Suggest a Songfact / Artistfact
Album: HoneyReleased: 1968Charted:
This song was written by Bobby Russell, who got the idea for the song when he noticed how much a tree in his front yard had grown in four years. Russell was a Nashville songwriter who was briefly married to actress/singer Vicki Lawrence, and wrote her 1973 hit "The Night The Lights Went Out In Georgia
." He also wrote "Little Green Apples" for O.C. Smith (#2, 1968), and "The Joker Went Wild" for Brian Hyland (#20, 1966). Russell, who died of a heart attack in 1992 at age 51, was a singer, but his most successful songs were recorded by other artists. He had minor hits with the songs "1432 Franklin Pike Circle Hero" (#36, 1968) and the novelty song "Saturday Morning Confusion" (#28, 1971).
In this song, a woman who plants a tree, but then she dies a few years later. The story is told from the husband's perspective, who misses her terribly and is reminded of her when he sees the tree. The song has made various "worst song ever" lists as its detractors find it overly sentimental and cloying, but there are many defenders of the song as well, who find it heartfelt and moving. Here's a CNN Article
quoting a comment on this very page from one of the songs' supporters.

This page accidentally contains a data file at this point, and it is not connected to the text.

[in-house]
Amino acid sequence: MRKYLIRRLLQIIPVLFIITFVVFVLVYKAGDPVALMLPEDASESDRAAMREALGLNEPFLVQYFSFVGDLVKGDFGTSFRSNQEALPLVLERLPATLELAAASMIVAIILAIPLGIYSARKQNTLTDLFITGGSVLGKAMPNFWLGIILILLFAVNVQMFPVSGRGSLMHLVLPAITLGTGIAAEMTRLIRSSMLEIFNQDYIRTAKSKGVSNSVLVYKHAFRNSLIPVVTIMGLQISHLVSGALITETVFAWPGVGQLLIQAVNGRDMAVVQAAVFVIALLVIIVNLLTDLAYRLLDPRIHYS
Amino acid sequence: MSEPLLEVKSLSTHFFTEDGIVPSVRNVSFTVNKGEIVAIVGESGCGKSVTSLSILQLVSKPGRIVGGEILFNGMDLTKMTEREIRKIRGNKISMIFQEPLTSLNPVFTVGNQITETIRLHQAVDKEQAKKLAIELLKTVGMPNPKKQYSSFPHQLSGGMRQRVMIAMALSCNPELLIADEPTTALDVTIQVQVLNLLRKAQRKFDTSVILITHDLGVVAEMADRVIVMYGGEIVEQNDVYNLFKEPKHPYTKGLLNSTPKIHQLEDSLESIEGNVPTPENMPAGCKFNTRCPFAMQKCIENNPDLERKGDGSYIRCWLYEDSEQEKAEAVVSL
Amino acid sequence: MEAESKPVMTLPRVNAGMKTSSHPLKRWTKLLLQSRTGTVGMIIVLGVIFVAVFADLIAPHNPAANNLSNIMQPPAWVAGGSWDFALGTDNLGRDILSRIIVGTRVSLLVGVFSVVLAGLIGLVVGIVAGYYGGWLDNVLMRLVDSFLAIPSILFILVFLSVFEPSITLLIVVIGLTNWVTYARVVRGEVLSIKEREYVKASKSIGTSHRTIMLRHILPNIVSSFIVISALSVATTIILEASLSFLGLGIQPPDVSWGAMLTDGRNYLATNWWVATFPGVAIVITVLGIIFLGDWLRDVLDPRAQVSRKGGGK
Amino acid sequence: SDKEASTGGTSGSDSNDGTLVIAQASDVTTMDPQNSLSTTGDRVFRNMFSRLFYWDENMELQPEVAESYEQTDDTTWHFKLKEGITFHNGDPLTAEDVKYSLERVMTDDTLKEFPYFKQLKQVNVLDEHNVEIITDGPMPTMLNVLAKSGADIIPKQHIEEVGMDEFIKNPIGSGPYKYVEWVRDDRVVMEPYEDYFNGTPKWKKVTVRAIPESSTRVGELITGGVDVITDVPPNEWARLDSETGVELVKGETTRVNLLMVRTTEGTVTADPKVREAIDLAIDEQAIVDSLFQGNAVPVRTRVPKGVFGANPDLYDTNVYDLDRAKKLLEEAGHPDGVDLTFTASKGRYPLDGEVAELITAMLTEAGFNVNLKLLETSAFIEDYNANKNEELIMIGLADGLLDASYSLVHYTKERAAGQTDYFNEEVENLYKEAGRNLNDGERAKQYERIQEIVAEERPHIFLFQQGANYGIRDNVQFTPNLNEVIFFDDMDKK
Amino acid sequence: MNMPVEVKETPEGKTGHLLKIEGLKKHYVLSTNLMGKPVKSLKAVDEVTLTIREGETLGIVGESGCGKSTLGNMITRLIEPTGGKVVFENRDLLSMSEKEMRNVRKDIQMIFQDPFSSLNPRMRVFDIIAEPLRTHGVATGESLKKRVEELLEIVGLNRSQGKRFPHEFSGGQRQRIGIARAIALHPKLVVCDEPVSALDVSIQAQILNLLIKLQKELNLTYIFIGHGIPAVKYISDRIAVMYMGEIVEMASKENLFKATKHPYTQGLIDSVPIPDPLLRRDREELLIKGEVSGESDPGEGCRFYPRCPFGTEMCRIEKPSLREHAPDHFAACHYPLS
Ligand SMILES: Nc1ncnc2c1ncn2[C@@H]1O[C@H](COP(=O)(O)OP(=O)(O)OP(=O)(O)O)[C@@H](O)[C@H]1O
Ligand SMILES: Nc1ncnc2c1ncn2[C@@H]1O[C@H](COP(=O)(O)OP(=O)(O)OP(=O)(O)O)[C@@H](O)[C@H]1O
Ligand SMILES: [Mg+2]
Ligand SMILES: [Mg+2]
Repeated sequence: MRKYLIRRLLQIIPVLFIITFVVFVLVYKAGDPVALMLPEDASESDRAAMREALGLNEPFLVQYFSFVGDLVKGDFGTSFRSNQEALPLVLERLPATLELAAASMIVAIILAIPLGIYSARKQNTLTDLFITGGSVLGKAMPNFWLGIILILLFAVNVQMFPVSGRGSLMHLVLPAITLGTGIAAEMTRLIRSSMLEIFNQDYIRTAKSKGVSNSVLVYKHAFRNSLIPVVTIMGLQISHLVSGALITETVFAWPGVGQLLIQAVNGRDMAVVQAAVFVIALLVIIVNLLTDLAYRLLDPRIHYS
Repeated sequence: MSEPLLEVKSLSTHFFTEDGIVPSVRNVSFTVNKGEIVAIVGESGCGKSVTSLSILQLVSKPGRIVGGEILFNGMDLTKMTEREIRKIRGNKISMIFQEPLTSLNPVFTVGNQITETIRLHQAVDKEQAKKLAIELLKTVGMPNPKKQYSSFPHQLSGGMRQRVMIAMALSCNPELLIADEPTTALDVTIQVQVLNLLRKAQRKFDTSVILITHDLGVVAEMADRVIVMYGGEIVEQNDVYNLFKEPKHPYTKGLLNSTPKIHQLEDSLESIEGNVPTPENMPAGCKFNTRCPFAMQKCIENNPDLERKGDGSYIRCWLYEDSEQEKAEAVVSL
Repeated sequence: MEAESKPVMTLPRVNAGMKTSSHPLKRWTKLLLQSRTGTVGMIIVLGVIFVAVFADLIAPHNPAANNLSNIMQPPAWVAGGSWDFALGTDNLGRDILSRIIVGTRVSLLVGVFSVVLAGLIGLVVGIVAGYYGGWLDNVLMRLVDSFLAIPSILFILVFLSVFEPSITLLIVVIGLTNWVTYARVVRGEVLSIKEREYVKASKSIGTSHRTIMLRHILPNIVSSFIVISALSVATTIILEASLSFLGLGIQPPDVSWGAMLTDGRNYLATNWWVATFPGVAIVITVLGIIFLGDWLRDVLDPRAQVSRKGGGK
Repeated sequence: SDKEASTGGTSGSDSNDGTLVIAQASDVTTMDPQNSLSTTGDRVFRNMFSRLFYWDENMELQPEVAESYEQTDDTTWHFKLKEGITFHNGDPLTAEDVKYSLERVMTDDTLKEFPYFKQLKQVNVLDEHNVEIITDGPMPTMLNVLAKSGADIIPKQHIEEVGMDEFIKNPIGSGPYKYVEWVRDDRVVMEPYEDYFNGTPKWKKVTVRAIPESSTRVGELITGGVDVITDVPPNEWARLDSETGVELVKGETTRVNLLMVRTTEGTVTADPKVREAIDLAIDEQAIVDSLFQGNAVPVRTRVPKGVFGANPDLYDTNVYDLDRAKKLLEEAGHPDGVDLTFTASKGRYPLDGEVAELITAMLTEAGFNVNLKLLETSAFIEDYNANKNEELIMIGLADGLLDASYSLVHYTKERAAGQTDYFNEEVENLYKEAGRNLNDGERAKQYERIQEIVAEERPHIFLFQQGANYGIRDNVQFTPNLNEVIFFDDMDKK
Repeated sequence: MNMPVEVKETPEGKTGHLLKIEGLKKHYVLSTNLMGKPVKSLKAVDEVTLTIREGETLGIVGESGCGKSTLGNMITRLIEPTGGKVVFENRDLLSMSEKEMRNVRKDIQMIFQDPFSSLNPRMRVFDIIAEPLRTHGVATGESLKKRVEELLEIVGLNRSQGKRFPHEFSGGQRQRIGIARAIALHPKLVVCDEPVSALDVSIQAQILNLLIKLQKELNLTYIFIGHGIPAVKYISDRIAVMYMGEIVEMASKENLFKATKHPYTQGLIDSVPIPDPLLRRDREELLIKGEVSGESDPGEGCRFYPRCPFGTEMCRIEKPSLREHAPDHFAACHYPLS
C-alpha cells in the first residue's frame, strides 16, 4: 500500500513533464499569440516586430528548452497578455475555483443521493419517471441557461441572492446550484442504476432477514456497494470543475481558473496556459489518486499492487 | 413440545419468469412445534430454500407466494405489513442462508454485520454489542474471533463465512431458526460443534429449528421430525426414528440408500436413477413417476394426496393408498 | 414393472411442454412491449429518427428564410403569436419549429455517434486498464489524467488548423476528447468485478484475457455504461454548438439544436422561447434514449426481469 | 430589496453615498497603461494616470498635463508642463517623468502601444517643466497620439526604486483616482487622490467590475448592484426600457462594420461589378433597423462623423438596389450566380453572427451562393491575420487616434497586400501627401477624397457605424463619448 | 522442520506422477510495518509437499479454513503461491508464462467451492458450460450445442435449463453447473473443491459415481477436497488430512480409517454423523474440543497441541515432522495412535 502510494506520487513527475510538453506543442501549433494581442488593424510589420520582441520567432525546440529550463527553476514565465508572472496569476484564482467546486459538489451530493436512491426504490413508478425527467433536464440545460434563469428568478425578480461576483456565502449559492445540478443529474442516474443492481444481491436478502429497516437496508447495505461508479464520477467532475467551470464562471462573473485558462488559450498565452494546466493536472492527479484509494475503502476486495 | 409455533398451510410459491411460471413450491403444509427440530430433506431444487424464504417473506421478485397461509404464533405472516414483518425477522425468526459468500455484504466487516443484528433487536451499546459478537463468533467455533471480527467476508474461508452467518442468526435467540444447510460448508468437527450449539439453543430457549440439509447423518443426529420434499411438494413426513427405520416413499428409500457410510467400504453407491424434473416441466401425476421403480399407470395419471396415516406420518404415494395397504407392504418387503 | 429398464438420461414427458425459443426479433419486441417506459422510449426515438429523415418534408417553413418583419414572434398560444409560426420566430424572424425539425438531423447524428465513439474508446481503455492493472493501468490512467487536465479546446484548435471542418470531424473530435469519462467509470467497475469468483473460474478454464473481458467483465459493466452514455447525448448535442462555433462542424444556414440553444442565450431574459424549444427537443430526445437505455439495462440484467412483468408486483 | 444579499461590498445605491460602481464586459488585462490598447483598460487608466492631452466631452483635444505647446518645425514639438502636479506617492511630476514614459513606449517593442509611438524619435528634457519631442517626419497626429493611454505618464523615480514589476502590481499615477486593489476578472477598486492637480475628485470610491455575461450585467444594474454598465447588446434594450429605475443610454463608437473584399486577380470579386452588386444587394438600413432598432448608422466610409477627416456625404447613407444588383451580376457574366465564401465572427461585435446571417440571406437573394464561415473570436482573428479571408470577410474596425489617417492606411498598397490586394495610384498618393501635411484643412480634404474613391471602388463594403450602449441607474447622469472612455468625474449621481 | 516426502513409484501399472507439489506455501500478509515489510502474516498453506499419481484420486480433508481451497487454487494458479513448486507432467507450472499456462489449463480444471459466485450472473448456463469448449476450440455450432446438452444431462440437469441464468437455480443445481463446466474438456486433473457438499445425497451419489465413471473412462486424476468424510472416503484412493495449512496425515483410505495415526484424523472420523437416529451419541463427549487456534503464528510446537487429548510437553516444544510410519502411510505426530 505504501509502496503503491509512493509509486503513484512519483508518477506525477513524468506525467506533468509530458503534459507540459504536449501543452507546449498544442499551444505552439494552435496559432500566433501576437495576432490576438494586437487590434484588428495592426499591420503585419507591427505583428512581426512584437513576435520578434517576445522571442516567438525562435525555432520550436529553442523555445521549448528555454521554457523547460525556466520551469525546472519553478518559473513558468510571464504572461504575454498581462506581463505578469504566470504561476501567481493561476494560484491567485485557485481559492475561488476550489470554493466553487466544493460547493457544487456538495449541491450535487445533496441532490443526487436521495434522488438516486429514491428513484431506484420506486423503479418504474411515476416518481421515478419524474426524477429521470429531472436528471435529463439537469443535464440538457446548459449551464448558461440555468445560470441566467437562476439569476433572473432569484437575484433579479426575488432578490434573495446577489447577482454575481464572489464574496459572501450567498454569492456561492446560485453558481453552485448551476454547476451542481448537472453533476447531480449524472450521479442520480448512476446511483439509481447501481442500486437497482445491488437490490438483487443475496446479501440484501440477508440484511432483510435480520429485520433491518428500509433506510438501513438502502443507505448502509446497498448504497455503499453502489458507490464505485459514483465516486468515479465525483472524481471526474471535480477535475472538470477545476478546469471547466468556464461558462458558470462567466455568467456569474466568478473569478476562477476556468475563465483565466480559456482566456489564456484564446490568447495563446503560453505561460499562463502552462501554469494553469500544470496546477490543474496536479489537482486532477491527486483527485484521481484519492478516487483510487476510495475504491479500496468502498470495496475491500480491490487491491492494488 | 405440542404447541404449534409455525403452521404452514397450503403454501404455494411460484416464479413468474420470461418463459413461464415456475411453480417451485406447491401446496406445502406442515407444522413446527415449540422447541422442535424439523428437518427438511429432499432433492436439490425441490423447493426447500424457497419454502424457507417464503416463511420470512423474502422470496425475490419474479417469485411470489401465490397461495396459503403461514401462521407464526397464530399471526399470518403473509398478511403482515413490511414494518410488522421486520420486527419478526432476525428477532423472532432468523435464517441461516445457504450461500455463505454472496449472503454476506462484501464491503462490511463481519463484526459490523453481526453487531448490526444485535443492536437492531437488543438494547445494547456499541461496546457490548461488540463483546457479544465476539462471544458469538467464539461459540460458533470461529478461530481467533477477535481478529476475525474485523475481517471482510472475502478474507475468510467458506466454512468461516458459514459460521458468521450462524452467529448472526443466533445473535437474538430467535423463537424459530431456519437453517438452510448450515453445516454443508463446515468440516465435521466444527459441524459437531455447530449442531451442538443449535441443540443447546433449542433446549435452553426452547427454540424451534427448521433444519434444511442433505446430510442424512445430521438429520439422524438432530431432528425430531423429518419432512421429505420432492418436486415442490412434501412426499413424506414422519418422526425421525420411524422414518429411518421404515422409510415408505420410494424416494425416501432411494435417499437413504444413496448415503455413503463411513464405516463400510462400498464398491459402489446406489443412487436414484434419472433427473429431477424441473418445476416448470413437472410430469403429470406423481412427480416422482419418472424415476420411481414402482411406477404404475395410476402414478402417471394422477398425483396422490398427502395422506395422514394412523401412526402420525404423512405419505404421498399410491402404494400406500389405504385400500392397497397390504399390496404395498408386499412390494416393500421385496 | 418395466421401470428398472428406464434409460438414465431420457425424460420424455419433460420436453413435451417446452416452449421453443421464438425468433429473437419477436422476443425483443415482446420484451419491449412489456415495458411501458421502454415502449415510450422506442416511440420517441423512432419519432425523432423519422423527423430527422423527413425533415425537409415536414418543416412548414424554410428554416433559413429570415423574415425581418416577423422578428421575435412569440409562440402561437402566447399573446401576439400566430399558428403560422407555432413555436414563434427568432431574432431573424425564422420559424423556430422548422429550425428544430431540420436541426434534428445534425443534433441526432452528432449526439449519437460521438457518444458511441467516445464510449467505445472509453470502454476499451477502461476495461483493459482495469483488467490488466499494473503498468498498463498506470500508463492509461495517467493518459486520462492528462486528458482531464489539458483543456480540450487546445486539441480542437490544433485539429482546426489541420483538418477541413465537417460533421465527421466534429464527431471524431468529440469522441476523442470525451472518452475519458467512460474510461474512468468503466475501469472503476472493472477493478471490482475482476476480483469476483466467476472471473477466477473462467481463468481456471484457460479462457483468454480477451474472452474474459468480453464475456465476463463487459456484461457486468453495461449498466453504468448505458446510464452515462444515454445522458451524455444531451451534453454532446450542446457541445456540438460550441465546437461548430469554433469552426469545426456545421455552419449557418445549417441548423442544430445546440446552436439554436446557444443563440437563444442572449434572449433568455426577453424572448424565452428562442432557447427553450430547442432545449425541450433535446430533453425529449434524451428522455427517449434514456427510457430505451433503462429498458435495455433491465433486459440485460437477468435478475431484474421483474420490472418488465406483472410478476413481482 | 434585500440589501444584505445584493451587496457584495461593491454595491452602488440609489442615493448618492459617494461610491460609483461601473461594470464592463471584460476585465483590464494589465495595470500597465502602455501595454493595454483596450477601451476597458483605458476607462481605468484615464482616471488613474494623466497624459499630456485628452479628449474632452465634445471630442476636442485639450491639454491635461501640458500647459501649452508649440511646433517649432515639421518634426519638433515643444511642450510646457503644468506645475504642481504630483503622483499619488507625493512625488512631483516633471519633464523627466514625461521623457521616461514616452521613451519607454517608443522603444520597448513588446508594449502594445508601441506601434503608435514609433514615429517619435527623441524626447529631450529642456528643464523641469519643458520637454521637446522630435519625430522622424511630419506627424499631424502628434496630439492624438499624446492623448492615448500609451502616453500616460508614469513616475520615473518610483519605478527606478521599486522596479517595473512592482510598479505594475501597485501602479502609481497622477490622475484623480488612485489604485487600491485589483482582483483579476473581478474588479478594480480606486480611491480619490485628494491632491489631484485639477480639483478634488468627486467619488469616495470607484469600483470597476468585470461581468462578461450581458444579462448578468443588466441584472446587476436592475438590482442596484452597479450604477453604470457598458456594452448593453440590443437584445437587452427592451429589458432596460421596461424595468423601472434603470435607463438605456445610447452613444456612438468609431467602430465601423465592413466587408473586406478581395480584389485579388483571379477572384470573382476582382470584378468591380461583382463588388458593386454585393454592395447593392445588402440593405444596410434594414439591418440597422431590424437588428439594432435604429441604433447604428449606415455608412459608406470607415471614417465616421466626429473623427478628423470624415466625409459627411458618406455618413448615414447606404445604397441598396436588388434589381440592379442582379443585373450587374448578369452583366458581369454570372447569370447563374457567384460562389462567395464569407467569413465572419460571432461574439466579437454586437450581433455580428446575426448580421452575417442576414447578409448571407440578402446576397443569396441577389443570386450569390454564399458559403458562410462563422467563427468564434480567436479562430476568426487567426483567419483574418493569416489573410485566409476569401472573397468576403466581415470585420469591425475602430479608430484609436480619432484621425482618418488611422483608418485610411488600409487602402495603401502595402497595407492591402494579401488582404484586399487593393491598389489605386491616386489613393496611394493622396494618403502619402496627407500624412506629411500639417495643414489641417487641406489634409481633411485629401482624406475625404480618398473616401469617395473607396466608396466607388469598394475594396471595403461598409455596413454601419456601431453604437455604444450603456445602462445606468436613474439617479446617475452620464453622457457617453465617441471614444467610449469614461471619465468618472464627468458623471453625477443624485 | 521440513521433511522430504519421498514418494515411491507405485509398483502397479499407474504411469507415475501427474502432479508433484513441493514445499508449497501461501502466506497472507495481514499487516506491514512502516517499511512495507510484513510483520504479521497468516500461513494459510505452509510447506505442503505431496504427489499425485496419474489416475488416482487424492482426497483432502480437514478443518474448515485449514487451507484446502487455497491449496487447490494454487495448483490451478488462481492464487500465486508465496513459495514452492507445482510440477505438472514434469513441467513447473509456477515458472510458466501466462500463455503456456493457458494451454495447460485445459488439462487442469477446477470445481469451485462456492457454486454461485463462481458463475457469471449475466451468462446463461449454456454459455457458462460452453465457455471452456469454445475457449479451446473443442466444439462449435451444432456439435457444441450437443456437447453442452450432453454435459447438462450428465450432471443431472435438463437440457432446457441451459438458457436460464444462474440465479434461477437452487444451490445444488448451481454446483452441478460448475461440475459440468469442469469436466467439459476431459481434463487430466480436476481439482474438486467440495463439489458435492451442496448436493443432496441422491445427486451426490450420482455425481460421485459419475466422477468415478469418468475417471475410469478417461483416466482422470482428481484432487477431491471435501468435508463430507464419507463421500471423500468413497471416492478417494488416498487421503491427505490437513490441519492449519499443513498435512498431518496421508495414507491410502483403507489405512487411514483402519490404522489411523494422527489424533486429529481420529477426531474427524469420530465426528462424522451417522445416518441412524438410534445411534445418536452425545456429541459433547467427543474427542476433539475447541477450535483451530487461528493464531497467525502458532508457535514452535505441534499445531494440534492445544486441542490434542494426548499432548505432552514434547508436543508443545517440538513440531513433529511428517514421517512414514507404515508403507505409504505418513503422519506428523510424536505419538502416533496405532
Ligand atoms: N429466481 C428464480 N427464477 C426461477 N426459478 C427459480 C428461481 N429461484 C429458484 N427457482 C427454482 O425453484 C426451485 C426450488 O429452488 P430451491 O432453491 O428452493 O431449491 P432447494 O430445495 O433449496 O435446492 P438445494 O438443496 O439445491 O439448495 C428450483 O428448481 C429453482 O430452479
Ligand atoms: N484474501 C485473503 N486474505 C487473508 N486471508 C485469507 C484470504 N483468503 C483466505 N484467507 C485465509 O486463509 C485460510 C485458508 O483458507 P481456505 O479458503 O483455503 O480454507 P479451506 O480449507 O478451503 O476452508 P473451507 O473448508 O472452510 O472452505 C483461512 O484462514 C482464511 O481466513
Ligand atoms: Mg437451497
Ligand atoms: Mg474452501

This was originally recorded by Bob Shane of The Kingston Trio, whose version was released about a week before Goldsboro's. Goldsboro was a more established artist, with six Top 40 US hits to his credit when he released this song. His version, with the much more elaborate production, became the hit.
In 1968 Goldsboro told NME: "I think 'Honey' is a very emotional song, but it's not like what I call a sick song, a death song. Actually what it is, very simply, is just a guy remembering little things that happened while his wife was alive and to me that's not sick at all."
For Goldsboro, this was by far his biggest hit, staying at #1 in the US for five weeks. He had his own TV variety show from 1972-1975.
Goldsboro recorded this in Nashville, Tennessee in RCA Studio B, which was known as "home of a thousand hits" and was later turned into a museum. The musicians who played on "Honey" were session pros who moved to Nashville after working at FAME studios in Muscle Shoals, Alabama. This included Norbert Putnam on bass, Jerry Carrigan on drums, and David Briggs on keyboards.